Lotto defends Kaikohe police car symbol on Pork Pie scratchie


Lotto NZ has come under fire on social media for a symbol used to represent the Northland town of Kaikohe on a movie-themed Instant Kiwi scratchie.

The $3 scratchie is themed around the movie Pork Pie and uses the symbol of the Sky Tower to represent Auckland, a geyser for Rotorua, a snowboarder for Queenstown - and a police car for Kaikohe.

Kaikohe local Kemble Sheryal Doddrell told Newshub she came across the Instant Kiwi poster whilst purchasing items at the Pukenui Four Square.

"At first observation, I'm not going to lie, I thought it was a humorous and 'typical dig' at the 'rough' nature of my home town," she said. 

"Yes, Kaikohe has its faults. Yes, we have our fair share of issues. But there is so much more to my community than this stereotype. I personally know so many people from this town that are accomplishing and achieving greatness, but these successes are never heard of... Because we are constantly clouded by the negative opinions held over our community."

In an email to Newshub, another person complained of "disgusting Instant Kiwi advertising".

Kaikohe struggles with a crime rate above the national average. In 2016, Newshub and Statistics NZ reported Kaikohe was the top regional town for public violence. There were 68 reported assaults, sexual attacks and robberies in one area - three times the national average.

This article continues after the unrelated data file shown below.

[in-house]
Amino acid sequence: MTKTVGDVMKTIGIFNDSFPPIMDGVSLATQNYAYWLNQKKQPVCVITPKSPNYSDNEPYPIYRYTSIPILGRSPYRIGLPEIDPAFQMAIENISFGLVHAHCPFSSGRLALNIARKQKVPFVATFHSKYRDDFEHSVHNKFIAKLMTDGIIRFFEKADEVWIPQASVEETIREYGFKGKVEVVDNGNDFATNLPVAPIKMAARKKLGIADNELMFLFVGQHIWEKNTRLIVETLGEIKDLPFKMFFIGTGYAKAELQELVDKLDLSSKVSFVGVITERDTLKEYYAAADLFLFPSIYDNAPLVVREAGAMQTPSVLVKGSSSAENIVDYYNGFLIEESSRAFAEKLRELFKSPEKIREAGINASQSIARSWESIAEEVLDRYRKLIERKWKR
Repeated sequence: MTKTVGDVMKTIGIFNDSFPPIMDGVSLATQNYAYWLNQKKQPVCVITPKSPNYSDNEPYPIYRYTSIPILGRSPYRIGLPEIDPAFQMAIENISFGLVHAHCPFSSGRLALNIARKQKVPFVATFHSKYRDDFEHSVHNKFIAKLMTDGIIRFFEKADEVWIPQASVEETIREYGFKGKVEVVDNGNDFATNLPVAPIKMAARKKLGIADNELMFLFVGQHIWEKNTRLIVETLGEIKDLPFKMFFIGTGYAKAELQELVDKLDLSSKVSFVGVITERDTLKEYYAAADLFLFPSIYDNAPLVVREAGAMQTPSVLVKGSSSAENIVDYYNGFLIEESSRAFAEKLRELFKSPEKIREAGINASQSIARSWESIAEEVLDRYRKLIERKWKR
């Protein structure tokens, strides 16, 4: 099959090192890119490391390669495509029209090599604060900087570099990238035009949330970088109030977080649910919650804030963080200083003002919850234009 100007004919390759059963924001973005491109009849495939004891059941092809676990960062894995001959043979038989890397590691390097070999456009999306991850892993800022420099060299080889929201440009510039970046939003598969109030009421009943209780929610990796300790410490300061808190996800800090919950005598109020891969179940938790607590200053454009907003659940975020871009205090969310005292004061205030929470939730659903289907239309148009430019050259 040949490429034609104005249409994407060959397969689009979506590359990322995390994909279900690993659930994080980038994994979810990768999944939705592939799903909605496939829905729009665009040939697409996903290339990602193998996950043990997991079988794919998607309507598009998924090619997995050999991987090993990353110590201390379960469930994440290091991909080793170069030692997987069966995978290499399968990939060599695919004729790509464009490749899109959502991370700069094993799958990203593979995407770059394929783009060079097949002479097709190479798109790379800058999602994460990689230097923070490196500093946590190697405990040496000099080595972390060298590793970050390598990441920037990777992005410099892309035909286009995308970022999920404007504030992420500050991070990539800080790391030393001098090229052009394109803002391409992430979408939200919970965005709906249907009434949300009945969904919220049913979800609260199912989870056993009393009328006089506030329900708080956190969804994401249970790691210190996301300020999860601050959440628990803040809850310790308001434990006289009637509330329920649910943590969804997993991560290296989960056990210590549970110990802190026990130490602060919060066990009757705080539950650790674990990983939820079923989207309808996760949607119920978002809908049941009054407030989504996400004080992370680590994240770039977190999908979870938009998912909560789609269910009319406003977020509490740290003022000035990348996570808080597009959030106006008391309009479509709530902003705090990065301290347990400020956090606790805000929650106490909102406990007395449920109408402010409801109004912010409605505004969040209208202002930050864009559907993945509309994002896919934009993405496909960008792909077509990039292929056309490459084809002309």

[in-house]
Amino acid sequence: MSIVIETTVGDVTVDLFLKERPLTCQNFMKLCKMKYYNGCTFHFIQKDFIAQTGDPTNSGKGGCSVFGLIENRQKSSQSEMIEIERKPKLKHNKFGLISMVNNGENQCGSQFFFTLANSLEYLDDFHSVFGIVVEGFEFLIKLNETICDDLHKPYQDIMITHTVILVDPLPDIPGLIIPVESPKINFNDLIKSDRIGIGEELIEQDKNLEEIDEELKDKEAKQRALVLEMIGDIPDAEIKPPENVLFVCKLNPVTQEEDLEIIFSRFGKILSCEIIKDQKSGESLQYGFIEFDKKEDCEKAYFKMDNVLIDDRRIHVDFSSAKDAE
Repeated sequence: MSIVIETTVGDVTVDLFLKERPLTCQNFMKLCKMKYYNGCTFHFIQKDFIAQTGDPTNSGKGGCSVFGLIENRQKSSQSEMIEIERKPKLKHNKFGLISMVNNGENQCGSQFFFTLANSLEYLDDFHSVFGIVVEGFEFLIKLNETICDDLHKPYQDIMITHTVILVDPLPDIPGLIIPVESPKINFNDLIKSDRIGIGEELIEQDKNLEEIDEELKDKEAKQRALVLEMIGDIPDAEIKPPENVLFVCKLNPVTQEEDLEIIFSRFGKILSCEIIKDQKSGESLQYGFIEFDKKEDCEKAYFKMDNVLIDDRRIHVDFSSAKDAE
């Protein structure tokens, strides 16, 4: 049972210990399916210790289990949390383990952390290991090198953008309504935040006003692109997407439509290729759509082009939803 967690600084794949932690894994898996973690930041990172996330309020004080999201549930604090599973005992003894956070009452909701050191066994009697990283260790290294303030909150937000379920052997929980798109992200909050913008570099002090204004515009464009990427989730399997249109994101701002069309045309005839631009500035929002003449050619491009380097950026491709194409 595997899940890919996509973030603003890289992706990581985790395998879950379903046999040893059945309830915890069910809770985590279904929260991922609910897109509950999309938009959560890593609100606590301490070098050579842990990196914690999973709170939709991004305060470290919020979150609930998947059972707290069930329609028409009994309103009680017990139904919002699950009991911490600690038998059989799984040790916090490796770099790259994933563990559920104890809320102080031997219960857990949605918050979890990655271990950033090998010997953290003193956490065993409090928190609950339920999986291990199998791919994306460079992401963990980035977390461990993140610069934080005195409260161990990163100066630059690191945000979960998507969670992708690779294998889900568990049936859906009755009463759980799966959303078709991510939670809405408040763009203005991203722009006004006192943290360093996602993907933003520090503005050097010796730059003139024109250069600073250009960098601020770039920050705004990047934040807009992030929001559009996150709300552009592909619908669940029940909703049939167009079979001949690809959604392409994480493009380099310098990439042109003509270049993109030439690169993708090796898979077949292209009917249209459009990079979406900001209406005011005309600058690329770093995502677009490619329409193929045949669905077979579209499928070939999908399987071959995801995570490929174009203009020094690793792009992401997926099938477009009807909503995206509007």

But Lotto says the ticket illustrates events seen in the yet-to-be-released film - a remake of the 1981 classic Goodbye Pork Pie - and does not reflect the town of Kaikohe at all. 

Lotto spokesperson Amelia Mazur says the ticket is based on the new Pork Pie movie, in which a little yellow mini is chased by Police from Kaikohe to Invercargill.

The selection of a police car represents the beginning of the chase in the movie, and is "in no way a reflection of the town," Ms Mazur says.

New Zealand First leader and Northland MP, Winston Peters, is angry at the choice of icon.

"It's a pretty poor choice of imagery for Kaikohe, to be imaged that way is very disappointing," he says.

Mr Peters says the Kaikohe community should have been asked what icon they wanted.

"It deliberately [represents a negative look on Northland and] it just shows [the] slack way some people conceive other communities around the country."

In the original film, the police chase begins in Kaitaia, an hour's drive north of Kaikohe. A publicist for Pork Pie says in the new version, the story begins in Kaikohe, "and this is also the point at which the Mini becomes a wanted vehicle by the police." 

Pork Pie is due for release on February 2.